Skip to main content

How Training and “E-learning” Can Improve ROI

With heightened market pressures and the need for increased efficiencies we know our flooring industry clients need to cut costs and increase business performance. Using the e-learning methodology for training is one way to cut expenses and increase sales while improving your training ROI.

Even though we all know training is important, when the economy is lagging and budgets are cut, training is often one of the first things put on the shelf. Training, travel and seminars can be expensive and it can be hard to justify the lost opportunity cost of taking your employees out of the field or away from their jobs. Against these costs it’s sometimes difficult to realize the return on investment (ROI) that comes from investing in training.  But it doesn’t have to be that way.

On-line education is an effective, cost-efficient way to train your sales force and reduce expenses, increase your competitive edge and improve the return on investment spent on training.

E-learning technology allows you to provide employees with timely and convenient training without taking them away from their jobs. You can leverage the investment that others have made in technology and training materials while monitoring your students' progress and results. Since the cost is less and the impact is faster the ROI is practically immediate.

• With on-line e-learning there’s no need to take your sales force out of the field and no lost productivity.

• Students have 24/7 access as long as they have a computer and a connection to the Internet.

• There are no travel expenses.

• There are no limits due to classroom size, availability of instructors or location of students.

• The return on investment is almost immediate because when students complete an online course they are more confident and credible, and this makes them more effective in the workplace the very next day.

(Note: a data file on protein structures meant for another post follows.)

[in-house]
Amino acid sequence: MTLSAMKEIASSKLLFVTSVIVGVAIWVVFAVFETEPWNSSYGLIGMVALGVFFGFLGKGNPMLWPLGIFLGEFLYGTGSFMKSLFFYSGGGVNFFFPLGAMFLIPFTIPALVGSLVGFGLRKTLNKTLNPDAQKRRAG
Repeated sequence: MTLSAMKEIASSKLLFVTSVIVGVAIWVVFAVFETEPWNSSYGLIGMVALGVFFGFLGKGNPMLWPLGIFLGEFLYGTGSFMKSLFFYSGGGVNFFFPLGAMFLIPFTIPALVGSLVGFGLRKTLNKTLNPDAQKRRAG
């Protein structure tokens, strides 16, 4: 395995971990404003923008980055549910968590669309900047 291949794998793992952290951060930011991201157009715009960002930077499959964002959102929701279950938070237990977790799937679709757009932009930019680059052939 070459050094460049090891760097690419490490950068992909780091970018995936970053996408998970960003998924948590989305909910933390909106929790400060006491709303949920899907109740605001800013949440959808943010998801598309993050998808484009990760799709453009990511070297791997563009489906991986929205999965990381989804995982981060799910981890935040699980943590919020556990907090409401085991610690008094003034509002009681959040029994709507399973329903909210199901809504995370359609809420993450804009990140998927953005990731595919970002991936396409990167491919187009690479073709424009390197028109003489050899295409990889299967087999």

Product knowledge and sales training are especially important if you want your sales force to “up-sell” to more profitable, quality products and avoid complaints that may come from lower performing, commodity products.

The key to the up-selling is to educate employees and customers using a consultative approach - what I refer to as Giving your Customer a Choice.  If you communicate the trade-offs between commodities and quality, your customers will often gladly pay for quality.  In fact, it’s a disservice to not offer your clients a choice!  Presenting a choice demonstrates your knowledge and reinforces your customer’s decision to use you as their resource. Of course, to do this your employees must understand the features and benefits of the products and present those choices as a true consultant to their customers.

Throughout my career in floor covering I’ve been committed to training; that is why I made training one of the main services of my company, Ceramic Tile and Stone Consultants (CTaSC).  In 2002 I founded an on-line campus dedicated to the floor covering industry, the University of Ceramic Tile and Stone (UofCTS). The first on-line course, Understanding the Basics of Ceramic Tile, was well received in the industry and was co-branded with the leading ceramic tile trade association.